“It's obviously unbelievably disappointing right now,” Beaty said. “That was a very tough locker room to look into for my first day as a head football coach in Division I football.”
The fact that the Jayhawks (0-1) were even in position to tie the game was a testament to the career day turned in by their junior quarterback. Looking more poised than in past seasons, Cozart was accurate and effective with his arm and decisive and dangerous with his legs. He finished 25-of-38 passing for 291 yards and a touchdown and added another 94 yards on 17 carries on the ground while leading the Jayhawks to 576 yards of total offense. Cozart finished with career bests in completions (25), attempts (38), passing yards (291) and rushing yards (94).
All of that after being responsible for two early turnovers — an interception on KU's first series and a fumble on its third — that helped the visitors from South Dakota build an improbable 24-point lead.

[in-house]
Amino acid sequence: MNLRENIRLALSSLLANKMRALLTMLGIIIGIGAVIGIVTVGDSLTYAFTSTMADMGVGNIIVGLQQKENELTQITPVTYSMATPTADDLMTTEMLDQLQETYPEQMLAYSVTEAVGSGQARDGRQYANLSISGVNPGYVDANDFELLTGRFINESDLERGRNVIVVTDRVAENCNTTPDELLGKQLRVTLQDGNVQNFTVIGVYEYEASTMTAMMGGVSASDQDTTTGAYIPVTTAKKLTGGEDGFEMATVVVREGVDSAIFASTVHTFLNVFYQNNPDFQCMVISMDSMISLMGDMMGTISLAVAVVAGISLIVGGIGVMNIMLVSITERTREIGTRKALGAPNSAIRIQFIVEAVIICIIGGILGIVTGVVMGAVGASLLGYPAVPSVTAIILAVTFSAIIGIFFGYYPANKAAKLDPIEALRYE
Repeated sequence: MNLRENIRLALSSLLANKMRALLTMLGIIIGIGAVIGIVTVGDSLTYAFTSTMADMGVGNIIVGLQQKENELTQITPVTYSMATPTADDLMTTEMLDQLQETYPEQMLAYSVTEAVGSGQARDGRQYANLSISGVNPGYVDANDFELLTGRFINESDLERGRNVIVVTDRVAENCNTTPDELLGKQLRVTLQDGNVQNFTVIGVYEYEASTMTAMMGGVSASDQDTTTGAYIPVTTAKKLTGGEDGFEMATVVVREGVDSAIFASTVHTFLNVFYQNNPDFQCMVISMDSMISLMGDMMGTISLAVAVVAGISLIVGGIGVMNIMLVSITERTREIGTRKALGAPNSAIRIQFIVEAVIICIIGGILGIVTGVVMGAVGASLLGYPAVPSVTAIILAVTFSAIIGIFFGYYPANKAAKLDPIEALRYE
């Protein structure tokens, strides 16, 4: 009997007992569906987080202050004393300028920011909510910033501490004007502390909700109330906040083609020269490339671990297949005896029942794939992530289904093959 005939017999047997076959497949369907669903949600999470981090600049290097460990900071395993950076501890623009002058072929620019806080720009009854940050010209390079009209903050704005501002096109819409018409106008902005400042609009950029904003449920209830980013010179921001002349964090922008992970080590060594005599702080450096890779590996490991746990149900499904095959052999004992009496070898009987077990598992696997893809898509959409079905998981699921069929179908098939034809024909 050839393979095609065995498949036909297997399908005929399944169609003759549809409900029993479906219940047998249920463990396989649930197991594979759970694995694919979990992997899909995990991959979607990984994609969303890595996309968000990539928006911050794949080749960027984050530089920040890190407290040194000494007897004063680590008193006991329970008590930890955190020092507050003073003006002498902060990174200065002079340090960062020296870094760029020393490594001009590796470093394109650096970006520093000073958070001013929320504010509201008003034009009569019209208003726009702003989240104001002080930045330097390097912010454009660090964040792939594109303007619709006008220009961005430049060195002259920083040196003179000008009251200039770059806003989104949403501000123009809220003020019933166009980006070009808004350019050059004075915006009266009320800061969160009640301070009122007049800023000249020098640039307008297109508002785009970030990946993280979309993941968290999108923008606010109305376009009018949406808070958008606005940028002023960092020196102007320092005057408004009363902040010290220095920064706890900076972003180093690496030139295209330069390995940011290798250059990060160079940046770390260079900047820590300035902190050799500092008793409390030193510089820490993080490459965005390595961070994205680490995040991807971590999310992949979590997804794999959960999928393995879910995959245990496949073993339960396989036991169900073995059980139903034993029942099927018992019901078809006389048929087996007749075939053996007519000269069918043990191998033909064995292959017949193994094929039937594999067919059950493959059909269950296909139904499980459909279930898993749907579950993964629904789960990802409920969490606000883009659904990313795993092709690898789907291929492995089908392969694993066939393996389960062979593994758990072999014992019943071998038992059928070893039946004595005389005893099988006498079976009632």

“Getting those early turnovers just settled me down,” Cozart said. “I took a deep breath on the sideline and said, 'Here we go. It's time to play ball.'”
Added Beaty: “Without Montell Cozart, we wouldn't have been in that game.... I was proud of that guy coming back and being resilient. He came back and continued to help us move the ball down the field with his arm, which is not something I'm sure we knew he could do going into it.”
The Jayhawks responded to the Mount Rushmore-sized hole by ripping off 21 straight points from the end of the second quarter to the beginning of the third. Senior receiver Tre' Parmalee (3 catches for 82 yards) scored on a 19-yard run off of a reverse to make the score 31-14 with 7:14 to play in the first half. And junior running back Ke'aun Kinner (157 yards and 2 TDs on 27 carries) scored back-to-back touchdowns to kick off the second half.
As it turned out, though, a costly decision late in the first half nearly had as much of an impact on Kansas losing the game as anything.